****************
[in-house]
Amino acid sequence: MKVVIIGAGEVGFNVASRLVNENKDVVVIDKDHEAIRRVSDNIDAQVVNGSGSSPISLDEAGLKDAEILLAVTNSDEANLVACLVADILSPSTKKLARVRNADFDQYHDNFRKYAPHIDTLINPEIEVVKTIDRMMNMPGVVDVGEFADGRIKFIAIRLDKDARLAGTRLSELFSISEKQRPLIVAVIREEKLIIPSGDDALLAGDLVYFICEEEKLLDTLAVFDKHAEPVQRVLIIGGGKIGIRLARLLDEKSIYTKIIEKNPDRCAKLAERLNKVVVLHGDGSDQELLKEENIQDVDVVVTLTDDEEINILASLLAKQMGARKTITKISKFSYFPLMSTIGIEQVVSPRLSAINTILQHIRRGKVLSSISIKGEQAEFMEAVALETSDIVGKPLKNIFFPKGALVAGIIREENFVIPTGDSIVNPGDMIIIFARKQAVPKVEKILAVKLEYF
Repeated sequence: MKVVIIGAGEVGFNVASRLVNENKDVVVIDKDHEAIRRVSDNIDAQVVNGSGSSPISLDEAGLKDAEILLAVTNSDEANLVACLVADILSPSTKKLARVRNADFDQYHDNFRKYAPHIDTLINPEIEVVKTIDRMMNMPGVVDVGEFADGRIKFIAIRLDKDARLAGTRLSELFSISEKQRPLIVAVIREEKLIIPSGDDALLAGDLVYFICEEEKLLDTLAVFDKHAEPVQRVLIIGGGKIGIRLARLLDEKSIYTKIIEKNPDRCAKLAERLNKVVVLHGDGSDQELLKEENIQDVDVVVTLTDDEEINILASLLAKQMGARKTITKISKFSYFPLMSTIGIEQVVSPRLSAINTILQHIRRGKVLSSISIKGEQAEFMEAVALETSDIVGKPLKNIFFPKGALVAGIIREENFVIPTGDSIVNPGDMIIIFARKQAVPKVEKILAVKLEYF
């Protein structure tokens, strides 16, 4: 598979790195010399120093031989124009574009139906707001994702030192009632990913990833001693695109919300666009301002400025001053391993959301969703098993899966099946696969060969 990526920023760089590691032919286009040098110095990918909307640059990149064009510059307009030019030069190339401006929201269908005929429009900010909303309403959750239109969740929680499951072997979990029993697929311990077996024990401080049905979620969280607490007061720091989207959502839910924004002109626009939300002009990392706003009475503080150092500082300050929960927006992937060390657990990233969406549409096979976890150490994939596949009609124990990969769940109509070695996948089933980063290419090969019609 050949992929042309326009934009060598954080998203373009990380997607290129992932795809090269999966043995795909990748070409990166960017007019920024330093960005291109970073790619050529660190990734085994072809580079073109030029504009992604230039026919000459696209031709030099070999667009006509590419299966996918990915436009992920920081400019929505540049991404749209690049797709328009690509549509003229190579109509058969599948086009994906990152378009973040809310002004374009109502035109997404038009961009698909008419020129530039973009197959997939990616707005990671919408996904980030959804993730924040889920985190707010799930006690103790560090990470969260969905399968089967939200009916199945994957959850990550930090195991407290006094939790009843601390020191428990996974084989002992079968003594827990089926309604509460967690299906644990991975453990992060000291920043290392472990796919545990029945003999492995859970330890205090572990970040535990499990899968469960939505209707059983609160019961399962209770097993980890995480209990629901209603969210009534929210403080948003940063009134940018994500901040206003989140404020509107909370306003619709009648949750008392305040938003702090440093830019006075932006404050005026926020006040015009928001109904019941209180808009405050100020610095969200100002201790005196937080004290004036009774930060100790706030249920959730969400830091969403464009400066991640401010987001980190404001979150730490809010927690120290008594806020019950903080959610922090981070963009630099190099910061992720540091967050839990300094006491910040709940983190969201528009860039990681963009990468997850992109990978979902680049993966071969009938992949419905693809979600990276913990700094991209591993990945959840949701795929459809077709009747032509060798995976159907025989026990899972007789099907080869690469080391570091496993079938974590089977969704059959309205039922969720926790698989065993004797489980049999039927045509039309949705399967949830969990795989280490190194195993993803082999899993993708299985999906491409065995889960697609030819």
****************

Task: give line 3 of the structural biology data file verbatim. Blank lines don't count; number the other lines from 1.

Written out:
Repeated sequence: MKVVIIGAGEVGFNVASRLVNENKDVVVIDKDHEAIRRVSDNIDAQVVNGSGSSPISLDEAGLKDAEILLAVTNSDEANLVACLVADILSPSTKKLARVRNADFDQYHDNFRKYAPHIDTLINPEIEVVKTIDRMMNMPGVVDVGEFADGRIKFIAIRLDKDARLAGTRLSELFSISEKQRPLIVAVIREEKLIIPSGDDALLAGDLVYFICEEEKLLDTLAVFDKHAEPVQRVLIIGGGKIGIRLARLLDEKSIYTKIIEKNPDRCAKLAERLNKVVVLHGDGSDQELLKEENIQDVDVVVTLTDDEEINILASLLAKQMGARKTITKISKFSYFPLMSTIGIEQVVSPRLSAINTILQHIRRGKVLSSISIKGEQAEFMEAVALETSDIVGKPLKNIFFPKGALVAGIIREENFVIPTGDSIVNPGDMIIIFARKQAVPKVEKILAVKLEYF